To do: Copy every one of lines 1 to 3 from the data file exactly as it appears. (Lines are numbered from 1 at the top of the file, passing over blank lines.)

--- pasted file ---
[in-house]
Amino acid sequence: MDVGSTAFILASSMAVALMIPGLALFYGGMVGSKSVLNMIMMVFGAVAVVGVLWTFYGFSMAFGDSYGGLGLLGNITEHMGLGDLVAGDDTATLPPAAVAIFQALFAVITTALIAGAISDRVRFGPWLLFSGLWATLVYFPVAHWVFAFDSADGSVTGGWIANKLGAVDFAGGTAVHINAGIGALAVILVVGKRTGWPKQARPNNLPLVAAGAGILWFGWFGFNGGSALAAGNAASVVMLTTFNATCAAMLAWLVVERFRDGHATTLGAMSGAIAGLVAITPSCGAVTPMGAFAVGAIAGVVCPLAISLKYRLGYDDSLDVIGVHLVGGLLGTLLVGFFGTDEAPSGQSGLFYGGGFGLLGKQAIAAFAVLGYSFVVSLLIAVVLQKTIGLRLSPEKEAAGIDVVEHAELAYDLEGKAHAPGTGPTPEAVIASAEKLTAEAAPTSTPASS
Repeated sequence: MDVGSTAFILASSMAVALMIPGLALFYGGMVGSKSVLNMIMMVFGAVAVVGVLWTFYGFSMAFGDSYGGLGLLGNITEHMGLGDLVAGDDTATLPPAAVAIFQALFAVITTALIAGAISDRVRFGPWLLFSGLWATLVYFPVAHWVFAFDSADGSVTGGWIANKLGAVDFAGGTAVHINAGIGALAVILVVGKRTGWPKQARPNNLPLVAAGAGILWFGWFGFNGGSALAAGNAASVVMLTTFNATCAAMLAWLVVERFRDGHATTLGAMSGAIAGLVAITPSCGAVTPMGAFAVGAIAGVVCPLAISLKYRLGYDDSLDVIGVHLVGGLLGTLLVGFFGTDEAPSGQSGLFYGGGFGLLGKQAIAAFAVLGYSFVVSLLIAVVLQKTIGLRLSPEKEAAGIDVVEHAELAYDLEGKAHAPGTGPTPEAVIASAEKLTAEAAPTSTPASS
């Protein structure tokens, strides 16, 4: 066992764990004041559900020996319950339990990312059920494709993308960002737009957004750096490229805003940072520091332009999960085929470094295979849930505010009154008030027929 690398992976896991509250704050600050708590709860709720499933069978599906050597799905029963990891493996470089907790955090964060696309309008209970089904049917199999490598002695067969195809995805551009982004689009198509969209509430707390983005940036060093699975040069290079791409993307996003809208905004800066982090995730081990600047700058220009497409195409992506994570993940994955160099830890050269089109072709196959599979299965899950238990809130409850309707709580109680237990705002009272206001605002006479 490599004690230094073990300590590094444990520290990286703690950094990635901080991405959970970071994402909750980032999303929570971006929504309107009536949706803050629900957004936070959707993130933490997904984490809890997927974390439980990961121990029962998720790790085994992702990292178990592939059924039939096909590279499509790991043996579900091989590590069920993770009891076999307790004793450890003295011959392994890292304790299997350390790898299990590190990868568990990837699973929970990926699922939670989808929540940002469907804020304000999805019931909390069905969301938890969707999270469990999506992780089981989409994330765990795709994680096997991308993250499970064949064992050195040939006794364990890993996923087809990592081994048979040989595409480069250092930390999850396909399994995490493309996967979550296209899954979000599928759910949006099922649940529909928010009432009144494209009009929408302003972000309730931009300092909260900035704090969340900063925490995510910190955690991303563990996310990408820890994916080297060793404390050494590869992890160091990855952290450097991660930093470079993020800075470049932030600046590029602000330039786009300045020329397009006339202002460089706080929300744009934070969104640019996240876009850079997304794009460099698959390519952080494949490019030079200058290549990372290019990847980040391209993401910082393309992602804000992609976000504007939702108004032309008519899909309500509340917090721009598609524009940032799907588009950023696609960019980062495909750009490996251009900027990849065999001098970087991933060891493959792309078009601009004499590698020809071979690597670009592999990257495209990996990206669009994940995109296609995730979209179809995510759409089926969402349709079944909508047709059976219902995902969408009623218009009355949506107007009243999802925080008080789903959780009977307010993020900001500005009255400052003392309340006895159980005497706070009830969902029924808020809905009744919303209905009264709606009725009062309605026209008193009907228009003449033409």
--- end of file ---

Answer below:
[in-house]
Amino acid sequence: MDVGSTAFILASSMAVALMIPGLALFYGGMVGSKSVLNMIMMVFGAVAVVGVLWTFYGFSMAFGDSYGGLGLLGNITEHMGLGDLVAGDDTATLPPAAVAIFQALFAVITTALIAGAISDRVRFGPWLLFSGLWATLVYFPVAHWVFAFDSADGSVTGGWIANKLGAVDFAGGTAVHINAGIGALAVILVVGKRTGWPKQARPNNLPLVAAGAGILWFGWFGFNGGSALAAGNAASVVMLTTFNATCAAMLAWLVVERFRDGHATTLGAMSGAIAGLVAITPSCGAVTPMGAFAVGAIAGVVCPLAISLKYRLGYDDSLDVIGVHLVGGLLGTLLVGFFGTDEAPSGQSGLFYGGGFGLLGKQAIAAFAVLGYSFVVSLLIAVVLQKTIGLRLSPEKEAAGIDVVEHAELAYDLEGKAHAPGTGPTPEAVIASAEKLTAEAAPTSTPASS
Repeated sequence: MDVGSTAFILASSMAVALMIPGLALFYGGMVGSKSVLNMIMMVFGAVAVVGVLWTFYGFSMAFGDSYGGLGLLGNITEHMGLGDLVAGDDTATLPPAAVAIFQALFAVITTALIAGAISDRVRFGPWLLFSGLWATLVYFPVAHWVFAFDSADGSVTGGWIANKLGAVDFAGGTAVHINAGIGALAVILVVGKRTGWPKQARPNNLPLVAAGAGILWFGWFGFNGGSALAAGNAASVVMLTTFNATCAAMLAWLVVERFRDGHATTLGAMSGAIAGLVAITPSCGAVTPMGAFAVGAIAGVVCPLAISLKYRLGYDDSLDVIGVHLVGGLLGTLLVGFFGTDEAPSGQSGLFYGGGFGLLGKQAIAAFAVLGYSFVVSLLIAVVLQKTIGLRLSPEKEAAGIDVVEHAELAYDLEGKAHAPGTGPTPEAVIASAEKLTAEAAPTSTPASS